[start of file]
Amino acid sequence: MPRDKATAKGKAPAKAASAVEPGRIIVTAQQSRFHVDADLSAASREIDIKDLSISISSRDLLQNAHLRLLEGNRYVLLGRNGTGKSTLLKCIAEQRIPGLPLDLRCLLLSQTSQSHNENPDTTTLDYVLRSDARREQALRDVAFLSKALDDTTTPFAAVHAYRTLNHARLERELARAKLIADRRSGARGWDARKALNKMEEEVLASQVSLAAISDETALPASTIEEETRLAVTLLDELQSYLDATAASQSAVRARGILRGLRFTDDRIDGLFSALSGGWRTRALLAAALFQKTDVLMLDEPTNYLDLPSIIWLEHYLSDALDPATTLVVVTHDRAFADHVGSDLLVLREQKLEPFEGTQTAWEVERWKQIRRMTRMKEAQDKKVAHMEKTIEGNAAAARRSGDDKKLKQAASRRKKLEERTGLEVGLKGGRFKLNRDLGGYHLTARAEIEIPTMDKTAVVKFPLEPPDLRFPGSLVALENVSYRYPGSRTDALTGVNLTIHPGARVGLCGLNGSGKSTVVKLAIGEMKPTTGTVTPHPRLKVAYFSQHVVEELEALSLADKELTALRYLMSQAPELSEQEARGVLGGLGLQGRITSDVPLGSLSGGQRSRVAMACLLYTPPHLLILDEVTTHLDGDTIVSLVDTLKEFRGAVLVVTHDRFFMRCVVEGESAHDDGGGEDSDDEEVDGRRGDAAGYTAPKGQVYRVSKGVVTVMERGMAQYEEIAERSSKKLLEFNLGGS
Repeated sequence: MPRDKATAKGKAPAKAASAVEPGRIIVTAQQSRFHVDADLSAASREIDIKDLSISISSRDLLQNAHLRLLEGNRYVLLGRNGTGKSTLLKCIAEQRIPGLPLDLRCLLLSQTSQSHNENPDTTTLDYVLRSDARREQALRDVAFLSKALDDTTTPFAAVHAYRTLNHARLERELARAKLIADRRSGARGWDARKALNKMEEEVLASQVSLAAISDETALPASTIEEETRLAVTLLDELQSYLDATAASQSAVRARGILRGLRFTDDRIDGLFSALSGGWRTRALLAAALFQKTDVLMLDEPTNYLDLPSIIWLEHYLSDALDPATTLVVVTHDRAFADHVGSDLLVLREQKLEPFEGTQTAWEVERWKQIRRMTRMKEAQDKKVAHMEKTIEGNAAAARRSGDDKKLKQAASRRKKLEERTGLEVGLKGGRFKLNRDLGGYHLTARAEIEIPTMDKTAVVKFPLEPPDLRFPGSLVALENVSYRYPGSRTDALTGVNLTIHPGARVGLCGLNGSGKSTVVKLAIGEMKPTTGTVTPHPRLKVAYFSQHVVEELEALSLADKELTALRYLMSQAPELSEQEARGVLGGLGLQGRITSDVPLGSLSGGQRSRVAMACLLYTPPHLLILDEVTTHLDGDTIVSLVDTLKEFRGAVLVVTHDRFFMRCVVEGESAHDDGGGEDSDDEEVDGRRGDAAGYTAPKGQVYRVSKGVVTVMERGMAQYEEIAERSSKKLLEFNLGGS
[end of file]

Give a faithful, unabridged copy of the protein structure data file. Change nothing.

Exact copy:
Amino acid sequence: MPRDKATAKGKAPAKAASAVEPGRIIVTAQQSRFHVDADLSAASREIDIKDLSISISSRDLLQNAHLRLLEGNRYVLLGRNGTGKSTLLKCIAEQRIPGLPLDLRCLLLSQTSQSHNENPDTTTLDYVLRSDARREQALRDVAFLSKALDDTTTPFAAVHAYRTLNHARLERELARAKLIADRRSGARGWDARKALNKMEEEVLASQVSLAAISDETALPASTIEEETRLAVTLLDELQSYLDATAASQSAVRARGILRGLRFTDDRIDGLFSALSGGWRTRALLAAALFQKTDVLMLDEPTNYLDLPSIIWLEHYLSDALDPATTLVVVTHDRAFADHVGSDLLVLREQKLEPFEGTQTAWEVERWKQIRRMTRMKEAQDKKVAHMEKTIEGNAAAARRSGDDKKLKQAASRRKKLEERTGLEVGLKGGRFKLNRDLGGYHLTARAEIEIPTMDKTAVVKFPLEPPDLRFPGSLVALENVSYRYPGSRTDALTGVNLTIHPGARVGLCGLNGSGKSTVVKLAIGEMKPTTGTVTPHPRLKVAYFSQHVVEELEALSLADKELTALRYLMSQAPELSEQEARGVLGGLGLQGRITSDVPLGSLSGGQRSRVAMACLLYTPPHLLILDEVTTHLDGDTIVSLVDTLKEFRGAVLVVTHDRFFMRCVVEGESAHDDGGGEDSDDEEVDGRRGDAAGYTAPKGQVYRVSKGVVTVMERGMAQYEEIAERSSKKLLEFNLGGS
Repeated sequence: MPRDKATAKGKAPAKAASAVEPGRIIVTAQQSRFHVDADLSAASREIDIKDLSISISSRDLLQNAHLRLLEGNRYVLLGRNGTGKSTLLKCIAEQRIPGLPLDLRCLLLSQTSQSHNENPDTTTLDYVLRSDARREQALRDVAFLSKALDDTTTPFAAVHAYRTLNHARLERELARAKLIADRRSGARGWDARKALNKMEEEVLASQVSLAAISDETALPASTIEEETRLAVTLLDELQSYLDATAASQSAVRARGILRGLRFTDDRIDGLFSALSGGWRTRALLAAALFQKTDVLMLDEPTNYLDLPSIIWLEHYLSDALDPATTLVVVTHDRAFADHVGSDLLVLREQKLEPFEGTQTAWEVERWKQIRRMTRMKEAQDKKVAHMEKTIEGNAAAARRSGDDKKLKQAASRRKKLEERTGLEVGLKGGRFKLNRDLGGYHLTARAEIEIPTMDKTAVVKFPLEPPDLRFPGSLVALENVSYRYPGSRTDALTGVNLTIHPGARVGLCGLNGSGKSTVVKLAIGEMKPTTGTVTPHPRLKVAYFSQHVVEELEALSLADKELTALRYLMSQAPELSEQEARGVLGGLGLQGRITSDVPLGSLSGGQRSRVAMACLLYTPPHLLILDEVTTHLDGDTIVSLVDTLKEFRGAVLVVTHDRFFMRCVVEGESAHDDGGGEDSDDEEVDGRRGDAAGYTAPKGQVYRVSKGVVTVMERGMAQYEEIAERSSKKLLEFNLGGS